Joe Biden

Remarks by the Vice President at a Saint Patrick's Day Reception

March 17, 2009

THE VICE PRESIDENT: Mr. President, Michelle Obama, my wife Jill, and to the Prime Minister and his wife Mary -- all of you, welcome to the White House. It's an honor to be here with -- with two great leaders and to welcome the Taoiseach to celebrate the friendship between our -- our two great nations -- two nations that, quite frankly, as McGilver (ph) here knows, define me the most, the Irish part, as well.

There's an old Irish proverb -- and you heard a million of them. And you know we Irish make them up when there's really not one -- (laughter) -- says, "There's no strength without unity." Today -- today we celebrate the strength derived from the unity of Irish and American people that we've shared for centuries -- actually, since the very beginning.

We all know the importance of St. Paddy's Day in Irish history, but today is a pretty significant day in American history, as well, Bob Gilligan. It was on March the 17th, 1776, that British forces, under the leadership of Sir William Howe, evacuated Boston during the Revolutionary War -- (applause) -- something we Irish and Americans share in common, and -- paving the way for the future victory of the Revolutionary War.

Now, what some of you may know and many of you may not know, the password of the day at General Washington's encampment was "St. Patrick." Literally, it was "St. Patrick." St. Patrick's Day has been entwined in American history literally from our beginning, from our birth. So when Americans, all done up in Kelly green and they're engaging in revelry tonight, it's likely the result of their keen desire to know a great deal more about the American Revolution -- or maybe not. (Laughter.) Maybe not.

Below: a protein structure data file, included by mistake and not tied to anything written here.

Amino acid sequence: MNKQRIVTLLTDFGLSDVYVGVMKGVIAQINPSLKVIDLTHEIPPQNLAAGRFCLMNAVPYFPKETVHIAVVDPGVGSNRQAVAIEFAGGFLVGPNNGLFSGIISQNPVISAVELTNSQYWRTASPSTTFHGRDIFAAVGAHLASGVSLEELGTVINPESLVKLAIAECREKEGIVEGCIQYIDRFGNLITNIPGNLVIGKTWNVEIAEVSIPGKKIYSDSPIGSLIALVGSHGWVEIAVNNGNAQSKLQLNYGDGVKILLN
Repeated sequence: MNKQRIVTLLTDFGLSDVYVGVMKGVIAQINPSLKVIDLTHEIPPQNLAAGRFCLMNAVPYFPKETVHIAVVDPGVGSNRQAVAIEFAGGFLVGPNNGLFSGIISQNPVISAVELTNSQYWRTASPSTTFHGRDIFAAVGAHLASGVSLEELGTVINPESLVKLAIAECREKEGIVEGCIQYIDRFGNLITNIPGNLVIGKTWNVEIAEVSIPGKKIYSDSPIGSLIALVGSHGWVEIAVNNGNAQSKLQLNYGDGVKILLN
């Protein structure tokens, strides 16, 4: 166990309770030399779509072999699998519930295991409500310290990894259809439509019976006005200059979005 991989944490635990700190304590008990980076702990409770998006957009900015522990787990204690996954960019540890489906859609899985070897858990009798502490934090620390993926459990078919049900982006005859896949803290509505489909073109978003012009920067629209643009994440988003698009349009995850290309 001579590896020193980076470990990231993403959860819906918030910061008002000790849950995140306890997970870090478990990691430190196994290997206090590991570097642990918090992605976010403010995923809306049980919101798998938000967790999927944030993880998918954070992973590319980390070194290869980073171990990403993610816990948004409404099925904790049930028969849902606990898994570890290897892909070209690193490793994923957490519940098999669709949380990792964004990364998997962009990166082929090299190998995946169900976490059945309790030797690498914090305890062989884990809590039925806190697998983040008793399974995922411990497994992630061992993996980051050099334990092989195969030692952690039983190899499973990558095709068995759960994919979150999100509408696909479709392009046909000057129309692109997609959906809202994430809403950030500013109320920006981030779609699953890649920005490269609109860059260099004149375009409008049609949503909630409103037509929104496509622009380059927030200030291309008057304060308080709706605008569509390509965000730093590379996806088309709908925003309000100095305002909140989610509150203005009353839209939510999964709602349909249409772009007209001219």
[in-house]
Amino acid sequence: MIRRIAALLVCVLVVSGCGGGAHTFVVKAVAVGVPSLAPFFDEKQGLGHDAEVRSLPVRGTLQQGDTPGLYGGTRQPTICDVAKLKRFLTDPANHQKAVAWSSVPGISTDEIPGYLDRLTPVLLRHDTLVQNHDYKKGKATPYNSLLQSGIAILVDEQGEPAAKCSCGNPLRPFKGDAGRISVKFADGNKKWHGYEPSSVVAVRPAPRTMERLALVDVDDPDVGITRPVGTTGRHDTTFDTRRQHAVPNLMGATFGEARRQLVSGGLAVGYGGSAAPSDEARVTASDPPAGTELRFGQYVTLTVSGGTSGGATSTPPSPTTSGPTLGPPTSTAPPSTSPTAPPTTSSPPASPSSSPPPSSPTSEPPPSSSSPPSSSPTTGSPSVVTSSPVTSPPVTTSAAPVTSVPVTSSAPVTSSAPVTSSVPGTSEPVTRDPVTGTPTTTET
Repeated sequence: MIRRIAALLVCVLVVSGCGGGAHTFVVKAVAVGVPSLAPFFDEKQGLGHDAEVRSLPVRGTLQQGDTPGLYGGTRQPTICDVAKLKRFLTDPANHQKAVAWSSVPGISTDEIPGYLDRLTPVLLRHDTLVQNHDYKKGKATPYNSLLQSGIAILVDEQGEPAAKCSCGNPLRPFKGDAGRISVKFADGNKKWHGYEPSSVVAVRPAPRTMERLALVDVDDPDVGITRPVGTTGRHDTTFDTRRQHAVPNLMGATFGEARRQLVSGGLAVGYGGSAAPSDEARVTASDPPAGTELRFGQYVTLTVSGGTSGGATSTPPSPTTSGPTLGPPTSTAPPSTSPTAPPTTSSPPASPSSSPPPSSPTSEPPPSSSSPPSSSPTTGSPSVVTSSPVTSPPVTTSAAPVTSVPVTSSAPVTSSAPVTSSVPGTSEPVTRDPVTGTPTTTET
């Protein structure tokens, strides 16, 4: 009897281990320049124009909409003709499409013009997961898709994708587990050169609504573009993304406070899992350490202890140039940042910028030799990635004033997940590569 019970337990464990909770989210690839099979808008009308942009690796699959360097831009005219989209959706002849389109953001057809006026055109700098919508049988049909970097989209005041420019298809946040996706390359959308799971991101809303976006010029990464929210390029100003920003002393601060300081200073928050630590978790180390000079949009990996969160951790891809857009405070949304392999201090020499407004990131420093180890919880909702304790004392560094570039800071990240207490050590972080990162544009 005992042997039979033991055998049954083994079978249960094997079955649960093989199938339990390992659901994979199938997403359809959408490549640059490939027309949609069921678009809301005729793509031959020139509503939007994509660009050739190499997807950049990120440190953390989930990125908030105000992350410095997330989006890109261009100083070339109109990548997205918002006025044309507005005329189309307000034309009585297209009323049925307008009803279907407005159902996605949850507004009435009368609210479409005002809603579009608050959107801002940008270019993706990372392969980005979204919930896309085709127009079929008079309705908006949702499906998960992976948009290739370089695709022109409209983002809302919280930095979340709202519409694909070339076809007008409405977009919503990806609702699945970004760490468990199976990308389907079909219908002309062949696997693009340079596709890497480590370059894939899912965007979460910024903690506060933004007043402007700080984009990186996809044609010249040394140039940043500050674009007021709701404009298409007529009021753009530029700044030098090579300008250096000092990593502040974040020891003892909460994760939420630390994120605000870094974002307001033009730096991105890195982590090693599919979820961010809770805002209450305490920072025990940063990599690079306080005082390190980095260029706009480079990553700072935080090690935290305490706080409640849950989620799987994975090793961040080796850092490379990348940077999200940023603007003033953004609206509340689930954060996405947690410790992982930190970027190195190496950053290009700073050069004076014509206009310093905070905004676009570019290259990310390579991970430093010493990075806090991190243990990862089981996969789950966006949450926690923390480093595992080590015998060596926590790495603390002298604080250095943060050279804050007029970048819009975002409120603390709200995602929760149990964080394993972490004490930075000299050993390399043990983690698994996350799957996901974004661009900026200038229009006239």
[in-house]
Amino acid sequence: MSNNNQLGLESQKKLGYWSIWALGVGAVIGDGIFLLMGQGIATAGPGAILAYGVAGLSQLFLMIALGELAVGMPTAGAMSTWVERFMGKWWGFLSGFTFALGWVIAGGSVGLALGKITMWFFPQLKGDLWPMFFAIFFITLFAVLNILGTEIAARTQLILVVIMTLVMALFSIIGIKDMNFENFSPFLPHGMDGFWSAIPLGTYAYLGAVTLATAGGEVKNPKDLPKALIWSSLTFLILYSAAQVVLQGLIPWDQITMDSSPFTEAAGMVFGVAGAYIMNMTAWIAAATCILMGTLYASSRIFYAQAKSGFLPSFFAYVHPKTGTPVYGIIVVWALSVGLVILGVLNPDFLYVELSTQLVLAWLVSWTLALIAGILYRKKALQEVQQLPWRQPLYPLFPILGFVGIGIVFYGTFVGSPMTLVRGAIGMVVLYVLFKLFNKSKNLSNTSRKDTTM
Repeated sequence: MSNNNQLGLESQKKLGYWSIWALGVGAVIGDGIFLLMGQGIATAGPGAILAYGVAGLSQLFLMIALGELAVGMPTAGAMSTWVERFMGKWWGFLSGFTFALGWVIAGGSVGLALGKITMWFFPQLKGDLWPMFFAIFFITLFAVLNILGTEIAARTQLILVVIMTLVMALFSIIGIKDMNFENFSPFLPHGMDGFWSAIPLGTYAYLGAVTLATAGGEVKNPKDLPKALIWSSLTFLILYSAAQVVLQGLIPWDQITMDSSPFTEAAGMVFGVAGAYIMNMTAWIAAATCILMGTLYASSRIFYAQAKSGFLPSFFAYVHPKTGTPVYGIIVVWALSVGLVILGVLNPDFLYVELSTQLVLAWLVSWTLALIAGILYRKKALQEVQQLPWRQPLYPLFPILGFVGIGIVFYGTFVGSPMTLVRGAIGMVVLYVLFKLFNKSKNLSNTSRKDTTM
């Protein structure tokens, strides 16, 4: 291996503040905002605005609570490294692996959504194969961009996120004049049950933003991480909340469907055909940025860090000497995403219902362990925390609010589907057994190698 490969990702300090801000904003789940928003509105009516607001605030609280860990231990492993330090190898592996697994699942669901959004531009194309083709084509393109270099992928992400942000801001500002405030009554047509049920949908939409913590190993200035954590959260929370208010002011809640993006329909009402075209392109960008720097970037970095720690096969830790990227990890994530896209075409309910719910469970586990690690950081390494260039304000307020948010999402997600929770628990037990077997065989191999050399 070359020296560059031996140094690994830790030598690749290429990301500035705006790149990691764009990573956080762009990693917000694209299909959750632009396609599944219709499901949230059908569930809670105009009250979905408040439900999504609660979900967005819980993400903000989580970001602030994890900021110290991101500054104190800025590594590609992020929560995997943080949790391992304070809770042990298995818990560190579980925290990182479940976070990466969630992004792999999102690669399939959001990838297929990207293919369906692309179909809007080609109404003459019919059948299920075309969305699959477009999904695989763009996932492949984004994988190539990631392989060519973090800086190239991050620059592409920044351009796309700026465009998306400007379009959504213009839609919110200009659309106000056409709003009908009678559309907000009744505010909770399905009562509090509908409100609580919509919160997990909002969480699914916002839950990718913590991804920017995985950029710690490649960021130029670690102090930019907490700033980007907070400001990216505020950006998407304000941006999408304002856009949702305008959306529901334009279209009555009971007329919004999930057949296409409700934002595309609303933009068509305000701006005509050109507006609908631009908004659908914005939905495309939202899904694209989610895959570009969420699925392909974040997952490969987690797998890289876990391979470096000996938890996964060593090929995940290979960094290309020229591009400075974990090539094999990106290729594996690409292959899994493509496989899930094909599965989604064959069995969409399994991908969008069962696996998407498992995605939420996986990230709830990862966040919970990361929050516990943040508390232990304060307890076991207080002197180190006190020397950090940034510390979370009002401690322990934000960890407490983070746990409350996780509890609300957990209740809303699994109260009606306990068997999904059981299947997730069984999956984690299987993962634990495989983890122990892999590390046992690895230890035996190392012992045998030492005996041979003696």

For me, of course, St. Patrick's Day and the Irishness it celebrates is inextricably tied to my character and to my personal history. My mother, Catherine Eugenia Finnegan Biden, who I went to see last night late in the hospital, did better today and said, "Joey, why are you here? Aren't you supposed to be at the White House?" And literally, as I left her bedside, Mr. President, she said, "Joey, where is your green?" (Laughter.)

Now, they got me up at 2:30 a.m. in the morning to go see her, and she wondered why I didn't have my green on. Well, Mom, I got my green on tonight.

You know, the fact of the matter is, I think my mother, like all of our mothers, is the soul, spirit and essence of what it means to be an Irish American. She's spiritual, she's romantic, she honors tradition and understands that the thickest of all substances is blood, and the greatest of all virtues is courage.

She taught me and everyone who came through our door to believe that bravery lives in every one of our hearts, and we should expect it to be summoned someday.

She taught us that failure at some point is inevitable in everyone's life, but giving up is absolutely unforgivable.

It's funny, I think she might have been tutoring Barack Obama on the side during this period -- (laughter) -- because he shares precisely that same ethic. It's an ethic that isn't unique to us Irish, although he has Irish blood, but it's one we fully embrace as a people.

It's an ethic of toughness and compassion, intellect and humor, deep honor and a deeper commitment to those around us. And that's the definition of my working with President Barack Obama. That's who he is. Come to think of it, maybe he should put, as was said today, an asterisk after the "O" in his name. (Laughter.) We were kidding inside, I would occasionally -- and even once Michelle introduced Jill as Jill O'Biden. (Laughter.)

Seriously, though, there's another old Irish proverb, and you know this one: "A friend's eye is a good mirror." A friend's eye is a good mirror. And I hope this one is true, because when I look in the President's eye, I sure like what I see reflecting back.

Ladies and gentlemen, it's my honor to introduce the President of the United States of America, my friend Barack Obama. (Applause.)

Joseph R. Biden, Remarks by the Vice President at a Saint Patrick's Day Reception Online by Gerhard Peters and John T. Woolley, The American Presidency Project

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